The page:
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Raman effect

Raman effect (räˈmən) [key], appearance of additional lines in the spectrum of monochromatic light that has been scattered by a transparent material medium. The effect was discovered by C. V. Raman in 1928. The energy and thus the frequency and wavelength of the scattered light is changed as the light either imparts rotational or vibrational energy to the scattering molecules or takes energy away. The line spectrum of the scattered light will have one prominent line corresponding to the original wavelength of the incident radiation, plus additional lines to each side of it corresponding to the shorter or longer wavelengths of the altered portion of the light. This Raman spectrum is characteristic of the transmitting substance. Raman spectrometry is a useful technique in physical and chemical research, particularly for the characterization of materials.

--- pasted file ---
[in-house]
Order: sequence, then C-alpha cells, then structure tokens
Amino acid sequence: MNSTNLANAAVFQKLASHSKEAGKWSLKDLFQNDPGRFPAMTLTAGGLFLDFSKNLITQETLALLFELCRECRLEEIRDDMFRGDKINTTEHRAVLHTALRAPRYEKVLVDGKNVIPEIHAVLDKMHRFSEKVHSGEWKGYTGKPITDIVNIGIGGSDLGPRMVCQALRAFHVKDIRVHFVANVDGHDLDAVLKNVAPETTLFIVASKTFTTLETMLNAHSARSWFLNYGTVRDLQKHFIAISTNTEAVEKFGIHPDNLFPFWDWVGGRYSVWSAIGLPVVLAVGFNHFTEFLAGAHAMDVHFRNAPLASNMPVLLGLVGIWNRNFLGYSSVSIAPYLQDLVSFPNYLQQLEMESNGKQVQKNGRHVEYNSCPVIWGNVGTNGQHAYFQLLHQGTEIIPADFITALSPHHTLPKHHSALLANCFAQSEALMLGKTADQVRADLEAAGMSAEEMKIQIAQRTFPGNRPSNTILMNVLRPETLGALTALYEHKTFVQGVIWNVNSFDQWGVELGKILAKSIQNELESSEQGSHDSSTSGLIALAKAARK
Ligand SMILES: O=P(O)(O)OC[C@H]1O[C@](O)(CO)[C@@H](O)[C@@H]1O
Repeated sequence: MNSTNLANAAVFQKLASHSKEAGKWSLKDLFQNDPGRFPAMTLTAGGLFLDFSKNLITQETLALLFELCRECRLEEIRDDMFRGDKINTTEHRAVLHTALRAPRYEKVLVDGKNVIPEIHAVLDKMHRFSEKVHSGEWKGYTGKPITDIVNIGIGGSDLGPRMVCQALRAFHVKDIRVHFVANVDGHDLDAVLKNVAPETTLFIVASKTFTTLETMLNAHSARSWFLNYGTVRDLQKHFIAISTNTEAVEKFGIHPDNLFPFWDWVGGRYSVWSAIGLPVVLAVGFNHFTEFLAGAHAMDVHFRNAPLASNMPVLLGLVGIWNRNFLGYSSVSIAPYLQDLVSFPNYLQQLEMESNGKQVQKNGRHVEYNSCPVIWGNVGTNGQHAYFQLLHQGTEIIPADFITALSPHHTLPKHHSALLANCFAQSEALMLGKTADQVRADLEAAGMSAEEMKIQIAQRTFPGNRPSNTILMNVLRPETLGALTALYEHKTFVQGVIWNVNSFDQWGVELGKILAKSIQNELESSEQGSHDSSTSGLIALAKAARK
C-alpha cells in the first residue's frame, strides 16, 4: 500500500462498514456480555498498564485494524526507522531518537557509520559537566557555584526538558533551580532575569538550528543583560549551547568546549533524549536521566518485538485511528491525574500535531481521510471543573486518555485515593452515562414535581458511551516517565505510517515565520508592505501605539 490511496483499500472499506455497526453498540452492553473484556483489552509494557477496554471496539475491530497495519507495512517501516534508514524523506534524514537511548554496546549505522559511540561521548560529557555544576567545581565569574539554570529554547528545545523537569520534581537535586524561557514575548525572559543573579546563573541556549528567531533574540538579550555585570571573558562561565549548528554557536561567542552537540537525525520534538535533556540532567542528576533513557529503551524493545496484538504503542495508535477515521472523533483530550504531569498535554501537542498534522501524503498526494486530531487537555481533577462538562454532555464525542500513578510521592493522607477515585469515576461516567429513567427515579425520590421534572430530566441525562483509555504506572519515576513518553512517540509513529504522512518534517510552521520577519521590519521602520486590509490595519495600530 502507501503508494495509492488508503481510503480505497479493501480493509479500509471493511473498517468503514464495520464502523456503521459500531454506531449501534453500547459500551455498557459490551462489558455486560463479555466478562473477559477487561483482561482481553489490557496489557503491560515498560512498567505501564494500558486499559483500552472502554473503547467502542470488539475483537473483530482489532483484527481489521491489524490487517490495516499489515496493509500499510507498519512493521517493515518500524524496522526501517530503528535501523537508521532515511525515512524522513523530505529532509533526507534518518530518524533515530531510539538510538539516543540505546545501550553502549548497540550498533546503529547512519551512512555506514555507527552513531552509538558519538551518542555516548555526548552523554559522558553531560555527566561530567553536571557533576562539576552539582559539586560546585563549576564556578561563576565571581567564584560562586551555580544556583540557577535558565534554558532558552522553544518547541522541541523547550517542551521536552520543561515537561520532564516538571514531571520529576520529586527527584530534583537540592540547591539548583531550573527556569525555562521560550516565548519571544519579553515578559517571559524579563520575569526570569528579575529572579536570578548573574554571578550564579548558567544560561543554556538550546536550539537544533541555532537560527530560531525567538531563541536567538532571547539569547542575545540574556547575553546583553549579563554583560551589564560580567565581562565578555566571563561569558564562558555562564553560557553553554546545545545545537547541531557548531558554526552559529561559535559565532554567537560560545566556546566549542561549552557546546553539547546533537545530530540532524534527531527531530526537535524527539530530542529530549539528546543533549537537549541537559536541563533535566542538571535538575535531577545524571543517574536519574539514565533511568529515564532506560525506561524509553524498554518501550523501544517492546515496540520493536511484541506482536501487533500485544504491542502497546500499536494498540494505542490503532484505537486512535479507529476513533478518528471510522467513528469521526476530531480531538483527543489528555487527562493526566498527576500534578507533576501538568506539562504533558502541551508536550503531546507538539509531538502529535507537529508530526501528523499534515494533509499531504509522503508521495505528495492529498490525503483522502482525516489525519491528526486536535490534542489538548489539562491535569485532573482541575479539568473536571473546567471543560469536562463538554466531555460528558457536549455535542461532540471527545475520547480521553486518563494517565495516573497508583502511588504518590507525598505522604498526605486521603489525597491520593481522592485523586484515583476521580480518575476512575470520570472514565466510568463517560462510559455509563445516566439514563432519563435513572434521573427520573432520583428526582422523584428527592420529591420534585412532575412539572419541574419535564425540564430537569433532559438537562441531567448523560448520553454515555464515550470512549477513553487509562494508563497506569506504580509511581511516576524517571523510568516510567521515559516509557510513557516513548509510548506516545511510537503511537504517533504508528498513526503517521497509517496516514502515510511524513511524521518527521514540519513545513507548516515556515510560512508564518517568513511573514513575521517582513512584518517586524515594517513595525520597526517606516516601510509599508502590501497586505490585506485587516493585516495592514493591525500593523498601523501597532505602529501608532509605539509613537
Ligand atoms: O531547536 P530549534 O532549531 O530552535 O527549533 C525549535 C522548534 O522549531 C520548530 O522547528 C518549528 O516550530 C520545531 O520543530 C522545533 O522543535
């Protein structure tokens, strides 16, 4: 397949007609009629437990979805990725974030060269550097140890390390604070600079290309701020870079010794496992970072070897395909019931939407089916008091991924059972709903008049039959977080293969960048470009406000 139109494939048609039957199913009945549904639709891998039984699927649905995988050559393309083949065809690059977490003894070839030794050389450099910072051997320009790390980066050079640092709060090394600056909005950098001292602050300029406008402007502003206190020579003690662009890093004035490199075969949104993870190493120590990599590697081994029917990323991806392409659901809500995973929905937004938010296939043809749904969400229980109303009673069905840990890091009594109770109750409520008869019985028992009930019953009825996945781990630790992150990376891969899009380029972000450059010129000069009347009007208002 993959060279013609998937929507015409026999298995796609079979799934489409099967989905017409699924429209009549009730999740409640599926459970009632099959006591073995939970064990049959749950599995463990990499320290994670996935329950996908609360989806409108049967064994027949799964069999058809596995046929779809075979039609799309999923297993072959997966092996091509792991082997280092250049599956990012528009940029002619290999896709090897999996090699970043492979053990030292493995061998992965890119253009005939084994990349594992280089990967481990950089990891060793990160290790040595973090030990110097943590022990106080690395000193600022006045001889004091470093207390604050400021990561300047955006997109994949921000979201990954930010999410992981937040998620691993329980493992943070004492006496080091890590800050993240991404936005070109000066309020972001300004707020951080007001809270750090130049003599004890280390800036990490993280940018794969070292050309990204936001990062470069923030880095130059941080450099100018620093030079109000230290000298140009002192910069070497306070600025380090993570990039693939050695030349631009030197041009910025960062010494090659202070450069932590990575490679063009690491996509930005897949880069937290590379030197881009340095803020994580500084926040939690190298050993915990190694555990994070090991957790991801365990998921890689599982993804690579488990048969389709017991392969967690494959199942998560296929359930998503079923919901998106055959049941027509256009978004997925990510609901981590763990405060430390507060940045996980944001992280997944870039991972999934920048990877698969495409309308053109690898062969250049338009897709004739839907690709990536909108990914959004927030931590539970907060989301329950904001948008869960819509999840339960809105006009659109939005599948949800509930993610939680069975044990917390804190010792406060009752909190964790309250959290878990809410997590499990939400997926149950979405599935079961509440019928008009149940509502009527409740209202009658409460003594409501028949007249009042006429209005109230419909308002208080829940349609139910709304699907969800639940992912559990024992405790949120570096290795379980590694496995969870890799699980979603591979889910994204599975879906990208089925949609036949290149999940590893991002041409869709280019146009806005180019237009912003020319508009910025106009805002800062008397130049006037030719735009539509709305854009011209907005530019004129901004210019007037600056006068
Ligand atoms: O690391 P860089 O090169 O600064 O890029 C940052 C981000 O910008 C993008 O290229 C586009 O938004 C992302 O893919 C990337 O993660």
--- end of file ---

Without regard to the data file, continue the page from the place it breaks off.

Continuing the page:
The Columbia Electronic Encyclopedia, 6th ed. Copyright © 2012, Columbia University Press. All rights reserved.

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